Old Kilpatrick

Old Kilpatrick

Coordinates: 55°55′30″N 4°27′33″W / 55.9250°N 4.4593°W / 55.9250; -4.4593

Old Kilpatrick
Scottish Gaelic: Cille Phàdraig[1]
Scots: Auld Kilpatrick[1]
Old Kilpatrick 1109.jpg
Old Kilpatrick and the Kilpatrick Hills, seen across the Forth and Clyde Canal
Old Kilpatrick is located in West Dunbartonshire
Old Kilpatrick

 Old Kilpatrick shown within West Dunbartonshire
OS grid reference NS463729
Council area West Dunbartonshire
Lieutenancy area Dunbartonshire
Country Scotland
Sovereign state United Kingdom
Post town Glasgow
Postcode district G60
Police Strathclyde
Fire Strathclyde
Ambulance Scottish
EU Parliament Scotland
UK Parliament West Dunbartonshire
West of Scotland
List of places: UK • Scotland •

Old Kilpatrick (Scots: Auld Kilpatrick, Scottish Gaelic: Cille Phàdraig meaning "Patrick's church", Latin: Clotagenium meaning "Clyde-mouth") is a village in West Dunbartonshire, Scotland.

The village is on the north bank of the River Clyde immediately to the north of the Forth and Clyde Canal, three miles from Clydebank on the road to Dumbarton. The Great Western Road runs through Old Kilpatrick, and the next village to its west is Bowling. The modern A82 trunk road runs to the north of Old Kilpatrick, between the village and the foot of the Kilpatrick Hills. There is a myth that it was the birthplace of Saint Patrick. Saint Patrick's Well is located here.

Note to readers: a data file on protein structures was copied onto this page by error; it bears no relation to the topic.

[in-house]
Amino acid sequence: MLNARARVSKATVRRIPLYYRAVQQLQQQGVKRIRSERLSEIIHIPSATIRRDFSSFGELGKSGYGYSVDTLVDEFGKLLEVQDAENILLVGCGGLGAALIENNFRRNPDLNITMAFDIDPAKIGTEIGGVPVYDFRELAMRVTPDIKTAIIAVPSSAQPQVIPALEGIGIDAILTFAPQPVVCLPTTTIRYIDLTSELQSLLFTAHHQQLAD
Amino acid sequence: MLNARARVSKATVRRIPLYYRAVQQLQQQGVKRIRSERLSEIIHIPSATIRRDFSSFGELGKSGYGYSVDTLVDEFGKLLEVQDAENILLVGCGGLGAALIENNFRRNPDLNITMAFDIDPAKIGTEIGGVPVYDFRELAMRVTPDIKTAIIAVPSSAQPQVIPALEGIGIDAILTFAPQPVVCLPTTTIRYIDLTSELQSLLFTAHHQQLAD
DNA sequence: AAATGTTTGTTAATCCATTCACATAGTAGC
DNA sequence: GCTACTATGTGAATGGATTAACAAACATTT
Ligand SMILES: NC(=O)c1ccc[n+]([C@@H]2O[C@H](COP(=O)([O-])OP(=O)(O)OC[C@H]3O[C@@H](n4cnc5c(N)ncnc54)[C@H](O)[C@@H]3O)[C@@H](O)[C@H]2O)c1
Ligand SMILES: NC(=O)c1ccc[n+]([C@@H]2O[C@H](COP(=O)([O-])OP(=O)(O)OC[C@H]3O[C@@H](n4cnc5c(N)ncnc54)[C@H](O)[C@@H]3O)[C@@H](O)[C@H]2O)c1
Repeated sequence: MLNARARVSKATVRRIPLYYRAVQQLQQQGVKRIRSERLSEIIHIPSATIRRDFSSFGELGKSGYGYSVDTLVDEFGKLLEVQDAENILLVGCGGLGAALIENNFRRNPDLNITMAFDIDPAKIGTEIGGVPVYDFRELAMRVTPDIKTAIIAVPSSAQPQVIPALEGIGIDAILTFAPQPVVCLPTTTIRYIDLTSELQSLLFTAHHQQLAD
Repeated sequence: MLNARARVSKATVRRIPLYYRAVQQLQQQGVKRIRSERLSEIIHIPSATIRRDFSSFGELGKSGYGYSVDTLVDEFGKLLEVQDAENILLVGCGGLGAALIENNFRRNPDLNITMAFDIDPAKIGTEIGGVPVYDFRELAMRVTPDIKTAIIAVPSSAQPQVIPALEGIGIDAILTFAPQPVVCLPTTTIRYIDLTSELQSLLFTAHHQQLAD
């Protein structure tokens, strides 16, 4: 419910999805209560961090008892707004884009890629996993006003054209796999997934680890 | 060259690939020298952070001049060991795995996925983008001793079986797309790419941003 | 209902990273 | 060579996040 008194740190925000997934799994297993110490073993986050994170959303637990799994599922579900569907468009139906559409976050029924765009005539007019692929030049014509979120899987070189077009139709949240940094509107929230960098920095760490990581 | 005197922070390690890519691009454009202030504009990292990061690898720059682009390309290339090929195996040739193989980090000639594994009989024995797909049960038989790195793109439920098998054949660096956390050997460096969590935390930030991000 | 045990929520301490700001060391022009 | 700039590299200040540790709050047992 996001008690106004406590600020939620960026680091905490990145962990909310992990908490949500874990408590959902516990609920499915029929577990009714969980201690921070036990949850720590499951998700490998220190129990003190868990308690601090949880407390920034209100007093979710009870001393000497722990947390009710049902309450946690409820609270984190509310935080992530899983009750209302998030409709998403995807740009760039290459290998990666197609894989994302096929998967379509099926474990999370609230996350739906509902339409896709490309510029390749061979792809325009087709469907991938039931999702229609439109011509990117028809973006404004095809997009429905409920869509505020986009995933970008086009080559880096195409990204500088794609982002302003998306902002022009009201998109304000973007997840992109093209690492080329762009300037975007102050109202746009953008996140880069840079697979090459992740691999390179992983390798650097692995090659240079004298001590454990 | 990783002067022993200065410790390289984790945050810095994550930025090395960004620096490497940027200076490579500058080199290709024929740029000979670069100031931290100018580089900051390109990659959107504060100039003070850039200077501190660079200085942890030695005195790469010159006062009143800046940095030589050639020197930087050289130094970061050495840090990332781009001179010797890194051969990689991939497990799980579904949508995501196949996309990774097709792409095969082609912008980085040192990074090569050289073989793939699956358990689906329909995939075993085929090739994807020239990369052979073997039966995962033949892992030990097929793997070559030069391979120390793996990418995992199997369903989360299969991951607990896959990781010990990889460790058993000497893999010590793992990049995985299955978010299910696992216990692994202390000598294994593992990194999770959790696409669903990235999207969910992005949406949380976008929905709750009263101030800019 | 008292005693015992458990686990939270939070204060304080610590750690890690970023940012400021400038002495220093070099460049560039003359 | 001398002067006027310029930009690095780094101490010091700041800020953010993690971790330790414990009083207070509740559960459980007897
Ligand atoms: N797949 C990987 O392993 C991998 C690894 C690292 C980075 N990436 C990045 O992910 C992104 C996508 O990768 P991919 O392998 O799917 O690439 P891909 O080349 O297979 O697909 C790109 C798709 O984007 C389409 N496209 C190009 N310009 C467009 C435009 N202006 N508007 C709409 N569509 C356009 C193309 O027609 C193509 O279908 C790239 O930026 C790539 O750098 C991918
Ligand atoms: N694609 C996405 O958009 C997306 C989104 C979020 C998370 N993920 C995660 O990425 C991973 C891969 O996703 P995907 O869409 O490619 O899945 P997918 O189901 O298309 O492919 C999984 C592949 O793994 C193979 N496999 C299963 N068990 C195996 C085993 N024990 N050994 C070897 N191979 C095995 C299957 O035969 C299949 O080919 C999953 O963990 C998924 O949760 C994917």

Roman fort

The western end of the Antonine Wall was at Old Kilpatrick (the eastern end, 59 km distant was at Bridgeness on the Forth). The physical traces of the wall had been erased but the route was surveyed during the 18th century and traced to the Chapel Hill where various Roman artifacts were found.[2]

When the Forth and Clyde Canal was being dug in 1790 the remains of a bathhouse were discovered. In 1913 the foundations of the fort which had been conjectured as being in the vicinity were confirmed; in the Ravenna Cosmography, an ancient map, this site was called "Clotagenium"[3]. However it was not until 1923 and the redevelopment of the area that significant archeology was undertaken, which established the size and nature of the fort. Established around 81 AD, it occupied an area of about four acres enclosed by an outer defensive wall. Internally, buildings discovered included a praetorium (headquarters), barracks and a granary.[4] Major development precluded further significant excavation, and nothing is visible of the remains today: the remains lie beneath the houses of Gavinburn Gardens to the east, a large commercial building to the west and the A814 road to the north.

Later history

View looking south from the Kilpatrick Hills over the houses of Old Kilpatrick to the River Clyde, with Erskine Hospital clearly visible on the other side of the Clyde.